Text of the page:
Guidelines for the Treatment of Cultural Landscapes
Factors to Consider When Selecting An Appropriate Treatment
The Standards are neither technical nor prescriptive, but are intended to promote responsible preservation practices that help protect our Nation’s irreplaceable cultural resources. They cannot be used to make essential decisions about which contributing features of a cultural landscape should be retained and which can be changed. But once a specific treatment is selected, the Standards can provide the necessary philosophical framework for a consistent and holistic approach for a cultural landscape project.
A treatment is a physical intervention carried out to achieve a historic preservation goal—it cannot be considered in a vacuum. There are many practical and philosophical variables that influence the selection of a treatment for a landscape . These include, but are not limited to, the extent of historic documentation, existing physical conditions, historic value, proposed use, long and short term objectives, operational and code requirements (e.g. accessibility, fire, security) and anticipated capital improvement, staffing and maintenance costs. The impact of the treatment on any significant archeological and natural resources should also be considered in this decision making process. Therefore, it is necessary to consider a broad array of dynamic and interrelated variables in selecting a treatment for a cultural landscape preservation project.
For some cultural landscapes, especially those that are best considered ethnographic or heritage landscapes, these Guidelines may not apply. However, if people working with these properties decide that community coherence may be affected by physical place and space—or if there is potential for loss of landscape character whose significance is rooted in the community’s activities and processes (or other aspects of its history)—this guide may be of service.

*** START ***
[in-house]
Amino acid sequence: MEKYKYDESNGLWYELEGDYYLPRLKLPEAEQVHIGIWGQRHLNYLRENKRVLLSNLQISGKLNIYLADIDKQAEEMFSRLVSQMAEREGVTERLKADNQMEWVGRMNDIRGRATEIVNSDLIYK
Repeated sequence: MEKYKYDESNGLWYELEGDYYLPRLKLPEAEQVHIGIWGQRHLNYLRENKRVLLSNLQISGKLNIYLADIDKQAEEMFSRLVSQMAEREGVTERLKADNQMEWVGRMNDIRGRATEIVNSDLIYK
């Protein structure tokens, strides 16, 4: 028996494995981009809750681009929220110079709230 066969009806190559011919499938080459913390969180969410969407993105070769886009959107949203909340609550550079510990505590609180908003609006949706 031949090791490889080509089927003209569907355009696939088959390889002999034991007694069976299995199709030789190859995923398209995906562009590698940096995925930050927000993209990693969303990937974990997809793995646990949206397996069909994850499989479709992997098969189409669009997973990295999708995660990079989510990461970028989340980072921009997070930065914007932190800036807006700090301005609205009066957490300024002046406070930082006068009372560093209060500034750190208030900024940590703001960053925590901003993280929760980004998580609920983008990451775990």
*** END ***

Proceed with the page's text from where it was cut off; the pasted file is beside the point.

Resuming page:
Change and Continuity.
There is a balance between change and continuity in all cultural resources. Change is inherent in cultural landscapes; it results from both natural processes and human activities. Sometimes that change is subtle, barely perceptible as with the geomorphological effects on landform. At other times, it is strikingly obvious, as with vegetation, either in the cyclical changes of growth and reproduction or the progressive changes of plant competition and succession. This dynamic quality of all cultural landscapes is balanced by the continuity of distinctive characteristics retained over time. For, in spite of a landscape’s constant change (or perhaps because of it), a property can still exhibit continuity of form, order, use, features, or materials. Preservation and rehabilitation treatments seek to secure and emphasize continuity while acknowledging change.
Relative Significance in History.
A cultural landscape may be a significant resource as a rare survivor or the work of an important landscape architect, horticulturist or designer. It may be the site of an important event or activity, reflect cultural traditions, or other patterns of settlement or land use. This significance may be derived from local, regional, or national importance. Cultural landscapes may be listed in the National Register of Historic Places individually or as contributing features in a historic district. In some instances, cultural landscapes may be designated National Historic Landmarks by the Secretary of the Interior for their exceptional significance in American history.
The surroundings of a cultural landscape, whether an urban neighborhood or rural farming area [see center top left and right], may contribute to its significance and its historic character and should be considered prior to treatment. The setting may contain component landscapes or features which fall within the property’s historic boundaries. It also may be comprised of separate properties beyond the landscape’s boundaries, and perhaps those of the National Register listing. The landscape context can include the overall pattern of the circulation networks, views and vistas into and out of the landscape, land use, natural features, clusters of structures, and division of properties.